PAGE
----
using the PID LIB

This is related to a post I started but cant find anymore! Anyway this is more specific and directly addresses my problem, which is:
How do I use the PID LIB for my specific project? I know to include the library in my sketch.
#include <PID_v1.h>
The basic example is a good reference for my question so here it is

[code]
#include <PID_v1.h>

//Define Variables we'll be connecting to
double Setpoint, Input, Output;

//Specify the links and initial tuning parameters
PID myPID(&Input, &Output, &Setpoint,2,5,1, DIRECT);

void setup()
{
  //initialize the variables we're linked to
  Input = analogRead(0);
  Setpoint = 100;

  //turn the PID on
  myPID.SetMode(AUTOMATIC);
}

void loop()
{
  Input = analogRead(0);
  myPID.Compute();
  analogWrite(3,Output);
}

[/code]

I’m using a Uno and IDE 1.8.1.

I want to use the PID LIB to control a power supply (PSU). The PSU output current has a monitor signal of .1 volt /amp, max output is 30 amps, so the signal varies from 0 to 3.0 volts. I wired this to analog channel 2 (A2). The PSU output current is controlled by a 0 10 volt command, I wired this to digital pin D11 a PWM signal. analogWrite(11, (0-255), will only output 0-5v, but it is OK that I am limited to a PSU output range of 0 to 15 amps.

So I’m trying

#include <PID_v1.h>

//Define Variables we'll be connecting to
double Setpoint, Input, Output;

//Specify the links and initial tuning parameters
PID myPID(&Input, &Output, &Setpoint,2,5,1, DIRECT);

void setup()
{
  //initialize the variables we're linked to
  Input = analogRead(A2);
  Setpoint = 100;

  //turn the PID on
  myPID.SetMode(AUTOMATIC);
}

void loop()
{
  Input = analogRead(A2);
  myPID.Compute();
  analogWrite(11,Output);
}

How is the scaling of the Input and Output configured? As for Input, 15 (any small value) is a good test to observe the stability and control at the PSU
Finally,the statement PID myPID(&Input, &Output, &Setpoint,2,5,1, DIRECT);
is how the tunings (2, 5, 1) are passed to myPID.Compute();
What am I leaving out?
Gene

You need to start by explicitly stating, in English, what your input, setpoint, and output are to represent.

PaulS,
Input to the PID function is from the PSU current monitor output.
That output is on A2. The A/D output 0 - 1023 represents 0 to 5 volts. However, the PSU current monitor signal is 0 to 3 volts = 0 to 30 amps therefore the A/D output will be 0 = 0 amps and 614 = 30 amps = 3 volts.

Setpoint
The setpoint for the PID will be an integer variable between 0 and 30 where 0 is set to turn the PSU off and 30 is set for the full 30 amps.

Output
I will be sending a current command signal to the PSU via analogWrite(11, xxx)
The PSU current command signal requires a 0 to 10 volt signal where 0v = 0 amp command and 10v = 30 amp command. For now this will only be 0- 15 because the Uno analogWrite() only outputs 5 volts but I will convert the arduino's 0 to 5 to a 0 to 10 volt signal at some point so I can command the full 30 amps.

I just dont see where or how I code these parameters using the PID lib.

Skipping all the verbage about what the numbers mean, and what you might do in the future, the input is the current being output by the device now, the setpoint is the desired current level, and the output is the PWM level needed to achieve that current level.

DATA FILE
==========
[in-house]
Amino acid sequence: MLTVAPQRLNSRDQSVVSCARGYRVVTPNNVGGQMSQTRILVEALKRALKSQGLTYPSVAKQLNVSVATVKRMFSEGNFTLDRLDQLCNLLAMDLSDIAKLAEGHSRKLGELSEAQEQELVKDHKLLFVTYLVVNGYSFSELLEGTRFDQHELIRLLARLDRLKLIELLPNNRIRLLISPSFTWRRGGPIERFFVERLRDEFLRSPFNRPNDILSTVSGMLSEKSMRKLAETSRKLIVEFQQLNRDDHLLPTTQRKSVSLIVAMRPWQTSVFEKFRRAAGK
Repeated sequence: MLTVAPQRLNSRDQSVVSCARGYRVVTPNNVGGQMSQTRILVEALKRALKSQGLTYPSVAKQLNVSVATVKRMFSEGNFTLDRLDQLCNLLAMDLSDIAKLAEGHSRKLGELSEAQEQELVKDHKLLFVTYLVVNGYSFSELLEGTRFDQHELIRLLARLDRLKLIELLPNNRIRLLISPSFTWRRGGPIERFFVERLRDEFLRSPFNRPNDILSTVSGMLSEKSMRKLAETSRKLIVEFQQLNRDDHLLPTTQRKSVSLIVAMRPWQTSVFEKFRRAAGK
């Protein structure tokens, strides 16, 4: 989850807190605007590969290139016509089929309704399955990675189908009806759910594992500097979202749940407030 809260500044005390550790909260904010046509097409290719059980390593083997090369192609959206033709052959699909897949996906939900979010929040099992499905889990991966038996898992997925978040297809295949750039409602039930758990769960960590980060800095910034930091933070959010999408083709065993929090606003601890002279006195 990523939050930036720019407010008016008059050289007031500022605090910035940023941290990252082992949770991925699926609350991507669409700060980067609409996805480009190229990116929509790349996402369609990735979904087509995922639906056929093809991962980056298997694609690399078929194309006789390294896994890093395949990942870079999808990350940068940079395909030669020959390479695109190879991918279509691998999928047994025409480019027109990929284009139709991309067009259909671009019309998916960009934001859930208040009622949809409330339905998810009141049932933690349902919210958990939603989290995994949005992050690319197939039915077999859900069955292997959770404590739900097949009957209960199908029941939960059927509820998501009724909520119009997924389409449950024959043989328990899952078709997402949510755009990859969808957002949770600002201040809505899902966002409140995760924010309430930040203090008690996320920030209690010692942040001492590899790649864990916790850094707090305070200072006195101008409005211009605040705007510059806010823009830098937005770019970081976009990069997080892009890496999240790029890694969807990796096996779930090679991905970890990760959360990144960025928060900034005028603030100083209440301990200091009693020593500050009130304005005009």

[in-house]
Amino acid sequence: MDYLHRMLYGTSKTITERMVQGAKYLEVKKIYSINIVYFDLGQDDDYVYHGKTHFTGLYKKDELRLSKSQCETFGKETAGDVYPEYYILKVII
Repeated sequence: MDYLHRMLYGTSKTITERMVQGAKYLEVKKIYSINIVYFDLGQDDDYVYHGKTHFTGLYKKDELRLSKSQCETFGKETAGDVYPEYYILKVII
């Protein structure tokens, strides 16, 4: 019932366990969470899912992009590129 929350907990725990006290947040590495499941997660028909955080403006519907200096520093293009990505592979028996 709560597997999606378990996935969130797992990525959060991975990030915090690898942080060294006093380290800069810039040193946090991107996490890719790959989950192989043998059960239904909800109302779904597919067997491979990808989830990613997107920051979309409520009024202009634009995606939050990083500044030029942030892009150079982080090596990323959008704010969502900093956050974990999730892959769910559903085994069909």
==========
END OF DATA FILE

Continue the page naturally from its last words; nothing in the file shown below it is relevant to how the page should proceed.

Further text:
You have defined that the PID process is to be concerned about three variables, named Input, Setpoint, and Output.

   Input = analogRead(theCurrentPin);
   Setpoint = howManyAmps;

   myPID.Compute();

   analogWrite(somePin, Output);

...The PSU output current is controlled by a 0 10 volt command, I wired this to digital pin D11 a PWM signal. analogWrite(11, (0-255), will only output 0-5v, but it is OK that I am limited to a PSU output range of 0 to 15 amps.

D11 will only output 0 or 5 volts 2.8 volts will never be an output of a digital pin. PWM is a trick to adjust the duty cycle of the 0 or 5V output of the digital pin to give you a way to produce a variable output. additional components or circuitry is required to get a different voltage than 0 or 5V.

Z

Thanks Z, I know what you are saying, I used an RC filter to convert the PWM to analog, but the PSU somhow detected the 5 volt level of the pwm duity cycle anyway. So I fed D11 to an LTC2644 (8 bit) see attached if interrested, it workes great so that problem is solved (or side steped?)
@PaulS
I do get too wordy :confused:
So I must process D11, the OUTPUT, to be the proper signal to command the PSU to the SETPOINT in amps
Likewise must read A2 and process it such that it is also in amps, as the INPUT.
That makes more sense now. I’m beginning to see the light (I hope).
Gene

LTC2644 10 bit PWM to analog converter.pdf (407 KB)

Let me rephrase that:
I state the target, say 5 amps
SETPOINT = 5.

then I read A2 and process the data so that it is in amps such as:

sum = 0;
analogRead (A2);
delayMicroseconds (100);
for (int i = 0; i < 5; i++) {
sum += analogRead(A2);
delayMicroseconds(100);
}
sum = (sum / 5); // avg 5 readings
stackI = (sum * 5.0 / 1024.0) * 10; // conversion, counts to volts, 3v = 30 amps! MAX Current
// the math can be reduced

then I call,
MyPID.Compute() // which calculates OUTPUT, which I pass to the proper pin
analogWrite(11, OUTPUT);

and that is how I use the PID lib right?

and that is how I use the PID lib right?

Assuming that the results of the analogRead() readings and averaging gives a value that seems reasonable, you'd need to print the value of Output to see if using it directly to drive the PWM pin was reasonable. If so, then, yes. You may need to scale Output up or down.

@PaulS
I do the A/D avg to get a consistant reading. Do you have any recomendations to get repeatable / accurate data? I do a lot of data acquisition and find that the data jumps around a bit or two even with a very steady input. I think the Mux adds a bit of noise too.
Gene